Mind over matter or listen to your body?
When sometimes it's best to rest.
‘Mind over matter’. It’s a saying we’ve all probably heard from time to time during our lives, and a saying that can usefully be applied to almost everything we do.
Most of us will have, at some stage, heard this saying applied to exercise and working out. However, most of us have also probably heard how important it is that we ‘listen to our bodies’ and ‘know when to stop’. So how much really is too much? Where should the limits lie? When should we stop and evaluate, and when should we push on through the pain?
Sometimes it really is best to rest. Exercise is best avoided when:
- You’ve totally overdone it. Whilst we generally accept that results require hard work, too many intense workouts and not enough rest can lead to overtraining syndrome. Manifesting itself in many ways (including but not limited to long term muscle soreness, a lingering cold, insomnia and prolonged periods of fatigue and heart rate fluctuations), overtraining is at best unpleasant and at worst harmful to your body. Get some rest days, trial a heart rate monitor to monitor the condition, eat a nutritious diet to replenish what you’ve lost and spend some time building a realistic training schedule and keep a training diary to avoid falling foul in the future.
- You’re injured. Chances are that if you’ve got an injury that you’re wondering whether to push through, you probably shouldn’t. Was the injury alerting you with some warning signs a few weeks / months beforehand that you ignored and kept quiet about so that you could carry on? Continuing to workout on an injury simply doesn’t help it to get better, and can cause you other (and sometimes more serious) injuries as our bodies adapt and try to compensate during training. Get the injury seen to by a professional and get started with rehab. Find some exercise that you can safely do whilst you’re injured to fill the gap (think low / non impact workouts or using body parts that aren’t injured).
- You’re sick. Sometimes it’s ok to work out with a bit of a bug (see below), however if you have an achy, painful body, are feeling exceptionally weak or a congested chest then working out should be put on the back burner. And exercising with a fever should be a no go, due to the rise in the body’s core temperature. Remember to make sure you’re well hydrated.
- You’re sleeping (consistently) badly. We’re not just talking about a one off night, but consistently poor sleep and continuing to push yourself into challenging workouts won’t lead to the results you’re striving so hard for. More often than not continuing to push yourself on a tired body can just drive you into the ground and cause problems both mentally and physically further down the line. Give yourself a couple of days off; if you workout early in the morning then switch off that alarm, or if you train at night then get an early night instead, and use the saved hours to concentrate on eating well and setting yourself a better / healthier night time routine.
But sometimes, it’s better for us to get up and get out. It’s ok to exercise when:
- When you can distinguish between ‘good’ and ‘bad’ pain. You’ll have to learn how it feels for your heart to pound and your legs to burn simply because you’re working hard. The best way to do this is to start including some high intensity workouts in your programme. Gradually push yourself harder each time until you feel confident that your legs aren’t falling off, and that the burning feeling does go away. When you know the difference between the types of discomfort you’ll experience during exercise then it’s easier to know when it’s ok to push on through.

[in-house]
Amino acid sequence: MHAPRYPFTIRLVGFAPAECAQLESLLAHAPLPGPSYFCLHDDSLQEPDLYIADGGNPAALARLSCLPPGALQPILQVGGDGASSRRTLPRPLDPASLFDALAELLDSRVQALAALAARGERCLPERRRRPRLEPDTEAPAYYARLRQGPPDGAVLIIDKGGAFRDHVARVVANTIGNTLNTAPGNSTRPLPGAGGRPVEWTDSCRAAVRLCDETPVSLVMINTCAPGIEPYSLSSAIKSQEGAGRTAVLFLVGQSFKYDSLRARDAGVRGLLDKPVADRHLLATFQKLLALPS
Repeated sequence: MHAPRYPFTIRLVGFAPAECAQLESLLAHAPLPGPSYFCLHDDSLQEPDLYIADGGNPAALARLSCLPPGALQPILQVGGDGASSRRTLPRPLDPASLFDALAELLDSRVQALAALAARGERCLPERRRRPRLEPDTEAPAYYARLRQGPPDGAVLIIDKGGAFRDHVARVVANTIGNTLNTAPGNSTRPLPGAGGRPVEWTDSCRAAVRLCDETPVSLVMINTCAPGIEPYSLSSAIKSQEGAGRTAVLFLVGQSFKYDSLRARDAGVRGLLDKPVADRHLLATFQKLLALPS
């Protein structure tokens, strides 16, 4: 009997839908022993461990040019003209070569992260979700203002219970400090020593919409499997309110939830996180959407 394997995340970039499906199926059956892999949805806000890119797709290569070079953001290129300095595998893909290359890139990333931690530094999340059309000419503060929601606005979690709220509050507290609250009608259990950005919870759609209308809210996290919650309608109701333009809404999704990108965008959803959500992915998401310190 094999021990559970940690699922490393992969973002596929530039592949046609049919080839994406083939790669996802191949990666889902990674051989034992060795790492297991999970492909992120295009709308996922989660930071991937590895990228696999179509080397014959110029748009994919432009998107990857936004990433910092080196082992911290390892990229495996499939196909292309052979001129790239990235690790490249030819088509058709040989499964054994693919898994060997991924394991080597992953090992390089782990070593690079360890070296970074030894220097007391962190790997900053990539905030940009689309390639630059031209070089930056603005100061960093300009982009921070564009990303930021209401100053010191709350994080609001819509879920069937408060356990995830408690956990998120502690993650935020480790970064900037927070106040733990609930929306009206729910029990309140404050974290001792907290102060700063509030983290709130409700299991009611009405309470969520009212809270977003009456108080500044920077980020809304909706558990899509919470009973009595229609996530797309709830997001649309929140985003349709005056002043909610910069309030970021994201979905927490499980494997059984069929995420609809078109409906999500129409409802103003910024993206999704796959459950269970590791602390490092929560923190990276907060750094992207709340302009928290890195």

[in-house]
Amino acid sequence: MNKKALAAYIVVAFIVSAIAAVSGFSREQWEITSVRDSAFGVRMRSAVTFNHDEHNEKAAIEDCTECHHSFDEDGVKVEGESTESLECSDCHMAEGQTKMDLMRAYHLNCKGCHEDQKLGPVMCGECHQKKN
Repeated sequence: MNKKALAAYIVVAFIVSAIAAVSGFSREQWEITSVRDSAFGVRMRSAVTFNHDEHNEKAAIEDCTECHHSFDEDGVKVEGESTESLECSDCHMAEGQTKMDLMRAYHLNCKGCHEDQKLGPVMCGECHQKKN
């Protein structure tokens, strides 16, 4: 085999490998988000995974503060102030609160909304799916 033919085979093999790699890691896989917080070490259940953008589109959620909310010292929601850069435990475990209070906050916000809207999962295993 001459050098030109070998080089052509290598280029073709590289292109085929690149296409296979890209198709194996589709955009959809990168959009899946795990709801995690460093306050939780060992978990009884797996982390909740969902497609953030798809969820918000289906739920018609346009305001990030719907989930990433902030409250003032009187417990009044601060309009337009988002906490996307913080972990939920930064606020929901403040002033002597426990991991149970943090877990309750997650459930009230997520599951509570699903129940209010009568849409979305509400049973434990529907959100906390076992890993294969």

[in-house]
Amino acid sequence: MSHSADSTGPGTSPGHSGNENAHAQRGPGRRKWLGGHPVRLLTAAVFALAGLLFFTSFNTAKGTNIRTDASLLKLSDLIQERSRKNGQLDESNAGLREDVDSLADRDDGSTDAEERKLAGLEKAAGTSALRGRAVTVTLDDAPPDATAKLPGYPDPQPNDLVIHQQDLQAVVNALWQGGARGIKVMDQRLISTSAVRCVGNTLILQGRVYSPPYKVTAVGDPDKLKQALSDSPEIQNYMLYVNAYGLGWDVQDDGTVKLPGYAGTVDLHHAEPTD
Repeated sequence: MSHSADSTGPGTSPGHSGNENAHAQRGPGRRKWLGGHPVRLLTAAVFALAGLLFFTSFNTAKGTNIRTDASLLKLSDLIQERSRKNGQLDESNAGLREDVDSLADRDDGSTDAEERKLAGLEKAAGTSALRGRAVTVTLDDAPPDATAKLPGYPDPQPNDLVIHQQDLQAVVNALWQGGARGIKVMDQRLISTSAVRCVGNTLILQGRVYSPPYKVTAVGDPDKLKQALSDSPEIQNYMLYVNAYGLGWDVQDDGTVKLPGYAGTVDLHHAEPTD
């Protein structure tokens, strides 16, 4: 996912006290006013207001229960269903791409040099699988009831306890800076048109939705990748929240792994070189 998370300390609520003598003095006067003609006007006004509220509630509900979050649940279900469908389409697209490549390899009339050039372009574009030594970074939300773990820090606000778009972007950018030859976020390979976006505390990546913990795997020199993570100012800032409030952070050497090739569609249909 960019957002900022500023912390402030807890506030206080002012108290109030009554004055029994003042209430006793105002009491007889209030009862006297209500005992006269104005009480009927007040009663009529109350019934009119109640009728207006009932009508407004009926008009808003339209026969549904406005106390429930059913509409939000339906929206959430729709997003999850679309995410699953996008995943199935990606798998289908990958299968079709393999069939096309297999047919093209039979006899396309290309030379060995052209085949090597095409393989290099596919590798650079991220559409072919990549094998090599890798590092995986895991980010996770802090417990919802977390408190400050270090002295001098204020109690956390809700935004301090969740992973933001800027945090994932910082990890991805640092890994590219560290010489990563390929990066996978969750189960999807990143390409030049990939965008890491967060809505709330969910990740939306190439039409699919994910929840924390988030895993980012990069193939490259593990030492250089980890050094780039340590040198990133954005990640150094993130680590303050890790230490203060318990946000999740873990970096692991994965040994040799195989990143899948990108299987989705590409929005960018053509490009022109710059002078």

- When you’ve been resting but you still feel tired. You can’t be over trained because you’re not training, but you’re struggling to find the motivation to get up and go, but generally the first steps out of the door are the hardest ones to make. It might help to get together with a training buddy. Once it’s done you’ll almost always feel better for it. (If feelings of lethargy are on-going it might be a good idea to book some blood tests to discount any deficiencies).
- When you’re depressed. Depression won’t exactly help you spring out of the door to workout, however studies have repeatedly proven exercise to be useful in treatment, particularly for people suffering with mild to moderate depression. A workout doesn’t need to be hard-core to be effective. More gentle and relaxing exercise can provide the mind with a sense of calm.
- When you’re sick (sometimes). With some illnesses it’s ok to work out lightly, if you’re suffering from a common cold and symptoms like a runny / blocked nose, then it’s generally accepted that working out won’t hurt, and could actually help recovery from the cold.
As always, there are going to be exceptions to the rules. Sometimes athletes will have to push themselves to the point of exhaustion in training in order to prepare their minds and bodies accurately for the exhaustion of competition. The athlete’s training programmes will have been built to accommodate such demanding sessions with rest days scheduled in according.
And sometimes on the day of a competition, an athlete may choose to ignore pain or injury in order to get results. Remember that its’ their job and they most likely have access to a team of professionals who will be able to help them rehab after a tough event. They more than likely won’t be back in the gym the next week.
As always we’d love to hear your feedback and any comments that you might like to share at firstname.lastname@example.org